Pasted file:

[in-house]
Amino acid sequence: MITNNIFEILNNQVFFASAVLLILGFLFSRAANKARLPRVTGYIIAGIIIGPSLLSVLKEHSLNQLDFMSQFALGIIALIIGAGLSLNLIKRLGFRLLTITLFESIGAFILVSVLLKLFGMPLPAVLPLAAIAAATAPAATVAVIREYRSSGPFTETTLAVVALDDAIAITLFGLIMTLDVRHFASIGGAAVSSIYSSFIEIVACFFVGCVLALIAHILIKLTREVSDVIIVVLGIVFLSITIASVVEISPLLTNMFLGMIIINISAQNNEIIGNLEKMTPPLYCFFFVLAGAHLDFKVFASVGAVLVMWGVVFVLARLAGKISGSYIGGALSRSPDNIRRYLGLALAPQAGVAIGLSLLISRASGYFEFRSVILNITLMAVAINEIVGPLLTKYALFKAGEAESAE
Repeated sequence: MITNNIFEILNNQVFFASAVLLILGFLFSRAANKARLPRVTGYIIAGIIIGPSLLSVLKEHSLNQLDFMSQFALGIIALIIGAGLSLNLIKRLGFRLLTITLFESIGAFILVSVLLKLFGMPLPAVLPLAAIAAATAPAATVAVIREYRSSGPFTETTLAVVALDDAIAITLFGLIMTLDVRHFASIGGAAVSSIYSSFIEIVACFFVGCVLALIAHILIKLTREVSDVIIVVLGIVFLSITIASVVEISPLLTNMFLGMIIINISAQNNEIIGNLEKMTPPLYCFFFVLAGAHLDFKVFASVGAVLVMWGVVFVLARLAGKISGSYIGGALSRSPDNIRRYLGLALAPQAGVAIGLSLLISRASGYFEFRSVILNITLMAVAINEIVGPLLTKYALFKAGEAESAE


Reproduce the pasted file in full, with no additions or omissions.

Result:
[in-house]
Amino acid sequence: MITNNIFEILNNQVFFASAVLLILGFLFSRAANKARLPRVTGYIIAGIIIGPSLLSVLKEHSLNQLDFMSQFALGIIALIIGAGLSLNLIKRLGFRLLTITLFESIGAFILVSVLLKLFGMPLPAVLPLAAIAAATAPAATVAVIREYRSSGPFTETTLAVVALDDAIAITLFGLIMTLDVRHFASIGGAAVSSIYSSFIEIVACFFVGCVLALIAHILIKLTREVSDVIIVVLGIVFLSITIASVVEISPLLTNMFLGMIIINISAQNNEIIGNLEKMTPPLYCFFFVLAGAHLDFKVFASVGAVLVMWGVVFVLARLAGKISGSYIGGALSRSPDNIRRYLGLALAPQAGVAIGLSLLISRASGYFEFRSVILNITLMAVAINEIVGPLLTKYALFKAGEAESAE
Repeated sequence: MITNNIFEILNNQVFFASAVLLILGFLFSRAANKARLPRVTGYIIAGIIIGPSLLSVLKEHSLNQLDFMSQFALGIIALIIGAGLSLNLIKRLGFRLLTITLFESIGAFILVSVLLKLFGMPLPAVLPLAAIAAATAPAATVAVIREYRSSGPFTETTLAVVALDDAIAITLFGLIMTLDVRHFASIGGAAVSSIYSSFIEIVACFFVGCVLALIAHILIKLTREVSDVIIVVLGIVFLSITIASVVEISPLLTNMFLGMIIINISAQNNEIIGNLEKMTPPLYCFFFVLAGAHLDFKVFASVGAVLVMWGVVFVLARLAGKISGSYIGGALSRSPDNIRRYLGLALAPQAGVAIGLSLLISRASGYFEFRSVILNITLMAVAINEIVGPLLTKYALFKAGEAESAE